Adam Smith re: Stoics on Games

The Theory of Moral Sentiments
Adam Smith

“Human life the Stoics appear to have considered as a game of great skill; in which, however, there was a mixture of chance, or of what is vulgarly understood to be chance. In such games the stake is commonly a trifle, and the whole pleasure of the game arises from playing well, from playing fairly, and playing skilfully. If notwithstanding all his skill, however, the good player should, by the influence of chance, happen to lose, the loss ought to be a matter, rather of merriment, than of serious sorrow. He has made no false stroke; he has done nothing which he ought to be ashamed of; he has enjoyed completely the whole pleasure of the game. If, on the contrary, the bad player, notwithstanding all his blunders, should, in the same manner, happen to win, his success can give him but little satisfaction. He is mortified by the remembrance of all the faults which he committed. Even during the play he can enjoy no part of the pleasure which it is capable of affording. From ignorance of the rules of the game, fear and doubt and hesitation are the disagree- able sentiments that precede almost every stroke which he plays; and when he has played it, the mortification of finding it a gross blunder, commonly completes the unpleasing circle of his sensations. Human life, with all the advantages which can possibly attend it, ought, according to the Stoics, to be regarded but as a mere two-penny stake; a matter by far too insignificant to merit any anxious concern. Our only anxious concern ought to be, not about the stake, but about the proper method of playing. If we placed our happiness in winning the stake, we placed it in what depended upon causes beyond our power, and out of our direction. We necessarily exposed ourselves to perpetual fear and uneasiness, and frequently to grievous and mortifying disappointments. If we placed it in playing well, in play-ing fairly, in playing wisely and skilfully; in the propriety of our own conduct in short; we placed it in what, by proper discipline, education, and attention, might be altogether in our own power, and under our own direction. Our happiness was perfectly secure, and beyond the reach of fortune. The event of our actions, if it was out of our power, was equally out of our concern, and we could never feel either fear or anxiety about it; nor ever suffer any grievous, or even any serious disappointment”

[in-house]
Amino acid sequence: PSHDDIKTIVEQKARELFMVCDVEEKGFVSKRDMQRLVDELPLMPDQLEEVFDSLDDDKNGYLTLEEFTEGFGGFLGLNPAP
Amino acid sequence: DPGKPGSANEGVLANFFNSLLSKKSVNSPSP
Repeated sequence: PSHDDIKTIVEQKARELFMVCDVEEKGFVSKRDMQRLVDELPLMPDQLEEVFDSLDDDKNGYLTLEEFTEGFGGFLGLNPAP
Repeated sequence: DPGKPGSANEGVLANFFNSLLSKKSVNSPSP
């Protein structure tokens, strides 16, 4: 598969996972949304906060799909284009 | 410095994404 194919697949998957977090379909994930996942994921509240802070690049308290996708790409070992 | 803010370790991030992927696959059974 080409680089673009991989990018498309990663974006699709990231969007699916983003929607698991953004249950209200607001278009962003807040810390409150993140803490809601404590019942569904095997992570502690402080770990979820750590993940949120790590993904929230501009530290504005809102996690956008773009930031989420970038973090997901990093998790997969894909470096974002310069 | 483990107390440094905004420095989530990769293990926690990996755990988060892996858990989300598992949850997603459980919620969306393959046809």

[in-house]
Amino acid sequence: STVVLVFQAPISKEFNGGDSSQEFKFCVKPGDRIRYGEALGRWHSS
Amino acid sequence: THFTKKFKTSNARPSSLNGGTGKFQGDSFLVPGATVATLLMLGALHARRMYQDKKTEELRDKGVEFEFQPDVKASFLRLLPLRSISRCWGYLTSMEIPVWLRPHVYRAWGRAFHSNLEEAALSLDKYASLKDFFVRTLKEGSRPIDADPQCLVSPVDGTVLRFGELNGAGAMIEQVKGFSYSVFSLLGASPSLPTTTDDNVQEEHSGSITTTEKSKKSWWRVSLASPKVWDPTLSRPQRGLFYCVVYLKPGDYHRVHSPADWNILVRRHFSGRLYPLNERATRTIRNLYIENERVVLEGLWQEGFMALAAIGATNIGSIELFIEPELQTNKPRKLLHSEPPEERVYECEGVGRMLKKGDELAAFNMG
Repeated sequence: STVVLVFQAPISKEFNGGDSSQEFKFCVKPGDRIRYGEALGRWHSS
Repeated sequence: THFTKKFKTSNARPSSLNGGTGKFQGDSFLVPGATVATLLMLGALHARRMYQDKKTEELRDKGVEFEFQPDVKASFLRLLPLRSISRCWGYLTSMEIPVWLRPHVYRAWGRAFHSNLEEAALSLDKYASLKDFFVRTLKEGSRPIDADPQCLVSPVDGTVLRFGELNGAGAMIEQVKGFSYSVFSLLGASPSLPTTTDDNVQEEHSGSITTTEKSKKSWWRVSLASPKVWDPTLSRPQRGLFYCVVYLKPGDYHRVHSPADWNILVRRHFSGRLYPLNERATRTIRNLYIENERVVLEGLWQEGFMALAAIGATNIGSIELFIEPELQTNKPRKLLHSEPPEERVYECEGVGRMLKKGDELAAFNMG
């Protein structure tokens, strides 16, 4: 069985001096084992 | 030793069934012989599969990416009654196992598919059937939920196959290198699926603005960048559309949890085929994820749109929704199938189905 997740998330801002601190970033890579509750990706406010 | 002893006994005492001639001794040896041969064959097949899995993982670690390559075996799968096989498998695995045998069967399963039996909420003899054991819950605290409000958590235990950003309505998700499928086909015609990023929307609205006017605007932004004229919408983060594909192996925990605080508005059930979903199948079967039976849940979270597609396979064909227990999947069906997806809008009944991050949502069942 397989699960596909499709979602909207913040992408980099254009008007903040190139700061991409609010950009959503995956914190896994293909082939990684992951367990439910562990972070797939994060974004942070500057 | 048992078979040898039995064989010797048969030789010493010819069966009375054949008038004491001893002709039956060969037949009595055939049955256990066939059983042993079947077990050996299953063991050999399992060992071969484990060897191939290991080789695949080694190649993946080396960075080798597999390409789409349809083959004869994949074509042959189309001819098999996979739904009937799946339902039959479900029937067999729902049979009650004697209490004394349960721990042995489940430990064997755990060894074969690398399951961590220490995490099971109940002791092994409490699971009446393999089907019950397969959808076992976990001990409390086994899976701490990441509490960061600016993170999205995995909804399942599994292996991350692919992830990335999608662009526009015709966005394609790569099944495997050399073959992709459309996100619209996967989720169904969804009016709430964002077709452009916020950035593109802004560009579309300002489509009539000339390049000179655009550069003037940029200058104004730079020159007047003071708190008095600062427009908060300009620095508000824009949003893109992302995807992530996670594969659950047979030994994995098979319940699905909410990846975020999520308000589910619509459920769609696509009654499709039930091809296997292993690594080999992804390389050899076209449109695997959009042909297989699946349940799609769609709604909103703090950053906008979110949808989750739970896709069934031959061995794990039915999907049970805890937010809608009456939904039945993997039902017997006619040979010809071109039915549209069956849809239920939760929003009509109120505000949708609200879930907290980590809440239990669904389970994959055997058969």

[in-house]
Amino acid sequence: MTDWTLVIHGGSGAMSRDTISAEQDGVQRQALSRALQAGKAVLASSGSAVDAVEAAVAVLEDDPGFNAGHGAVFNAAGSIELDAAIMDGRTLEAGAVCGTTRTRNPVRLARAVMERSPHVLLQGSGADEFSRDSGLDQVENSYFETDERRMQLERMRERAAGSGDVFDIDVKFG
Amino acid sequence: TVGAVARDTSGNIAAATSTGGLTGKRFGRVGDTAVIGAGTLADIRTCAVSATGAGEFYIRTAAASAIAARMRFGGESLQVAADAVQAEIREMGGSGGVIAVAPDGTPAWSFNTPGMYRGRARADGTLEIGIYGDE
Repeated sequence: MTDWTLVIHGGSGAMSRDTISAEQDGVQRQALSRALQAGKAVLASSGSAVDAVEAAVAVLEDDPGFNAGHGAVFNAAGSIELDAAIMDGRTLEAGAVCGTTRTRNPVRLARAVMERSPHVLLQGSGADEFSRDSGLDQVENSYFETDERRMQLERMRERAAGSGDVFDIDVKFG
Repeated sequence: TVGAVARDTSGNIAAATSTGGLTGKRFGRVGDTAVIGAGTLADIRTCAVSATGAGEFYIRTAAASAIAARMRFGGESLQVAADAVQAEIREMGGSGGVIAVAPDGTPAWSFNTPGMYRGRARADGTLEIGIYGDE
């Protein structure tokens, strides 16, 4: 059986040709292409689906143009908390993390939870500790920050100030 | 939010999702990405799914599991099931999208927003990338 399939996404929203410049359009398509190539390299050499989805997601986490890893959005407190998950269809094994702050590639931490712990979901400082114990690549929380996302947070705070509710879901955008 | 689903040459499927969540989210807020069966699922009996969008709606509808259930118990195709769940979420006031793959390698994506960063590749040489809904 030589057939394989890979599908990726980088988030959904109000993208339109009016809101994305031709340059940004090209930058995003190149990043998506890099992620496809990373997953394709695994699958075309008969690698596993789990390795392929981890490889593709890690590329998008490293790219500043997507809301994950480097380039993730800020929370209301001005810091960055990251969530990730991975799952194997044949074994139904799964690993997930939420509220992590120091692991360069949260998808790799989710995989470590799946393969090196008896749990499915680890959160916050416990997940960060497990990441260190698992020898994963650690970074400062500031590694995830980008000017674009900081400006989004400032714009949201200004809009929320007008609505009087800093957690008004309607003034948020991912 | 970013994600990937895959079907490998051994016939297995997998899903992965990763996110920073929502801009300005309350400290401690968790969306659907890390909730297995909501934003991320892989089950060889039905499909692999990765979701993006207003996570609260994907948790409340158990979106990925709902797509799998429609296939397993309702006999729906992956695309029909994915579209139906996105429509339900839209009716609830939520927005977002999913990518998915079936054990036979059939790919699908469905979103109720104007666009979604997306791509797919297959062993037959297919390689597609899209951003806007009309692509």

Advertisements

Leave a Reply

Fill in your details below or click an icon to log in:

WordPress.com Logo

You are commenting using your WordPress.com account. Log Out / Change )

Twitter picture

You are commenting using your Twitter account. Log Out / Change )

Facebook photo

You are commenting using your Facebook account. Log Out / Change )

Google+ photo

You are commenting using your Google+ account. Log Out / Change )

Connecting to %s